The Sleeper Family – Eleotridae
Pacific Sleeper, Gobiomorus maculatus. A representative member of the Sleeper or Eleotridae Family.
The Sleepers or Eleotridae Family are known as guavinas in Mexico. They are small to medium-sized fish that reach a maximum length of 60 cm (24 inches). There are 164 global species in the Eleotridae Family that have been placed in 36 genera with the majority belonging to the genus Eleotris (31) and Mogurnda (26). Ten members of the family are found in Mexican waters, six in the Atlantic and four in the Pacific. They are close relatives of the gobies (Gobiidae Family) but lack the fused pelvic fins that form the sucker in gobies. They have elongated, stout, and cylindrical bodies that are deepest before the second dorsal fin. Most are drab in color, however, during mating the males of some species exhibit vibrant breeding colorations. They have a short broad head with a blunt snout and a large oblique mouth that opens at the front and is equipped with small conical teeth set in several rows on the jaws. Their gill membranes are joined to the throat with six rays. Their anal fin originates behind the second dorsal fin and has one spine and 6 to 12 rays. They have two separated dorsal fins with short bases, the first with 6 or 7 weak spines and the second with one spine and 6 to 12 rays. Their pelvic fins are long with bases either close together or united with one spine and five rays. They have no lateral line but have canals and pores on their head. They are covered with large scales that are smooth or rough. Most have relatively long lifespans in excess of 10 years.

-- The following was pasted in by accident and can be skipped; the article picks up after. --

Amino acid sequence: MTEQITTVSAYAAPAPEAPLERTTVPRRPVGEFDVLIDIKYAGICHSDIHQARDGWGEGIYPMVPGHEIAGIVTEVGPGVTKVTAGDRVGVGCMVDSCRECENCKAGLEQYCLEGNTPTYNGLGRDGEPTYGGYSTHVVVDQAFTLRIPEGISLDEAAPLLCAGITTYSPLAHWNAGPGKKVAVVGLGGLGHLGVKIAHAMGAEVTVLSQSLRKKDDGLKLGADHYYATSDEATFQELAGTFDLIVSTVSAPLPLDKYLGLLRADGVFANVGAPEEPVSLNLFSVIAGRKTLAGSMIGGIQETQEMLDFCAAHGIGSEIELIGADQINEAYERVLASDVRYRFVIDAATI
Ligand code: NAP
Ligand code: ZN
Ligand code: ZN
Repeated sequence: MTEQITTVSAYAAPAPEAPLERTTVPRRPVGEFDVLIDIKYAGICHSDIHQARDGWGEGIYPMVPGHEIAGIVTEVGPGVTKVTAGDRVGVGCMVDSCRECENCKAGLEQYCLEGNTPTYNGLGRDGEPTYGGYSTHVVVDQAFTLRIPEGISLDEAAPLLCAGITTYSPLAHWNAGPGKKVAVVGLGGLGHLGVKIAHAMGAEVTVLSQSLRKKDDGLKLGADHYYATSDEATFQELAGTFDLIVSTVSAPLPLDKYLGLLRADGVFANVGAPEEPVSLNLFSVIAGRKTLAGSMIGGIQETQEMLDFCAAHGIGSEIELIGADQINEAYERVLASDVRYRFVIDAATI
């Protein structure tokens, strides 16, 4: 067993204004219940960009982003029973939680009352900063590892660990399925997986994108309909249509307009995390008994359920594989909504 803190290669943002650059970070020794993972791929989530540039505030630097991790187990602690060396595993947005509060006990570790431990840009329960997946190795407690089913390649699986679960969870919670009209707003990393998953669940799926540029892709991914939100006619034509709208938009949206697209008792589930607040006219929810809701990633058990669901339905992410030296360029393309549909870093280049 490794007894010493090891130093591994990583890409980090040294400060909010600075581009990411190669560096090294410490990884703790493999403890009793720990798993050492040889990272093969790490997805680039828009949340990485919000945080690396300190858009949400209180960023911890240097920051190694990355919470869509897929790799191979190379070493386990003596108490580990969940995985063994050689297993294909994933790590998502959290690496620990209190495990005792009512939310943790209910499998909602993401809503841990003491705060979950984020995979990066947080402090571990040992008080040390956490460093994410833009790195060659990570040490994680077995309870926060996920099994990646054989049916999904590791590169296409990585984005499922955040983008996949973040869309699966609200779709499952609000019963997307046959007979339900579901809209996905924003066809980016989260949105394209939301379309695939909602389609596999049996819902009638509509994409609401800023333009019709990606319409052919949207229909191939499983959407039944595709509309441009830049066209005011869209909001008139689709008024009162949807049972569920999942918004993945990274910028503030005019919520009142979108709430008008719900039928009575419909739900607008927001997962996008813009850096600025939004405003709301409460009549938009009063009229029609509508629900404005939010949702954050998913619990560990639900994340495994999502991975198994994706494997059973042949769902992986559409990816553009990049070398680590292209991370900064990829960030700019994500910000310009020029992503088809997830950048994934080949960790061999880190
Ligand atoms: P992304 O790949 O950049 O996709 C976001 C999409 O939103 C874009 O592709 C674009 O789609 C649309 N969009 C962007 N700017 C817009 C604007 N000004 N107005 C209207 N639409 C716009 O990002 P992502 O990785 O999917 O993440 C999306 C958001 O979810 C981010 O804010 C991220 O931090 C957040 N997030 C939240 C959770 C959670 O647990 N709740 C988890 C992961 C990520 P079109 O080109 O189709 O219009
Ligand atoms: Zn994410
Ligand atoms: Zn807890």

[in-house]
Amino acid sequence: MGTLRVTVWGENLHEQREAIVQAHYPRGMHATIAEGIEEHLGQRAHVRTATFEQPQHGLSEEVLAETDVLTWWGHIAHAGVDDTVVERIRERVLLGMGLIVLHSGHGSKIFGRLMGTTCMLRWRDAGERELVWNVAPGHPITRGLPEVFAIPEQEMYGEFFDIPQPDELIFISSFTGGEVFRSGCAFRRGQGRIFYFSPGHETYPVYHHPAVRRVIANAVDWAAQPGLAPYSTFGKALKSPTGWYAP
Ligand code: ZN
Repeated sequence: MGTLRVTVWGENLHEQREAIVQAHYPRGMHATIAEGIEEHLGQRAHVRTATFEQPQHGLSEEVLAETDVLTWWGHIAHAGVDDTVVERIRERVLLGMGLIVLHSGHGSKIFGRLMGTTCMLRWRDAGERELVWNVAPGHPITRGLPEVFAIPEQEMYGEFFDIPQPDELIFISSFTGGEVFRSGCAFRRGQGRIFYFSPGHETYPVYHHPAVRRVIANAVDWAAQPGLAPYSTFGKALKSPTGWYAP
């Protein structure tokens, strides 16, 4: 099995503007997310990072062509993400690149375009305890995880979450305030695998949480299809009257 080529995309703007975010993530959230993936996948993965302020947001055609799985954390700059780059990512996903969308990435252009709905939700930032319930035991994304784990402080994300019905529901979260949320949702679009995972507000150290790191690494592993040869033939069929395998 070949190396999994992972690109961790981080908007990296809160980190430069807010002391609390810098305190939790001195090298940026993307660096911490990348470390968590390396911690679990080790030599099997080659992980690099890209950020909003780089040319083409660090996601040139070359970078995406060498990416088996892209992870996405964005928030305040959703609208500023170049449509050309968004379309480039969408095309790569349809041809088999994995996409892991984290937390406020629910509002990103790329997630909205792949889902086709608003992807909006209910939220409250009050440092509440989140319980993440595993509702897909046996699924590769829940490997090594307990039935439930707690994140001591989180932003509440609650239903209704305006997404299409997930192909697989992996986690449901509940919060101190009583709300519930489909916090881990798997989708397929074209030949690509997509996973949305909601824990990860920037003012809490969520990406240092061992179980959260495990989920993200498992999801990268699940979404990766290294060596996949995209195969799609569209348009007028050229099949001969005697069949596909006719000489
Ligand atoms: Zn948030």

Members of the Sleeper Family are found primarily in fresh and brackish water systems among vegetation over sandy and muddy substrates. They are abundant in tidelands and within river mouths and generally found in waters that are less than 10 feet deep at elevations of less than 100 feet. They prefer water temperatures between 25oC (77oF) and 33oC (91oF). A few spend their entire lives in the sea and a few migrate back and forth from brackish water to the ocean. Most can tolerate dramatic changes in the salinity of their habitat and some can survive out of water for extended periods of time. They are distinguished from each other by their teeth, gill rakers, and scales. They are benthic and lead lethargic lifestyles. They are strong ambush predators that consume detritus, plankton, and small fish playing an important role in freshwater steam ecosystems. Reproduction is oviparous with small adhesive eggs released by the females that are fertilized externally and then attach themselves to the substrate where they are maintained by both parents. They are scientifically interesting as they are believed to have evolved in the ocean and then moved to freshwater systems.
A few of the Sleepers are sold commercially and raised by aquaculture. Within some cultures they are an important food fish. In general, they have a long shelf-live without refrigeration. A limited number of Sleepers are a component of the aquarium trade. From a conservation perspective, most have not been evaluated but those that have are considered of Least Concern, being widespread and common with stable populations.
There are three members of the Sleeper or Eleotridae Family, all from the Pacific, presented in this website: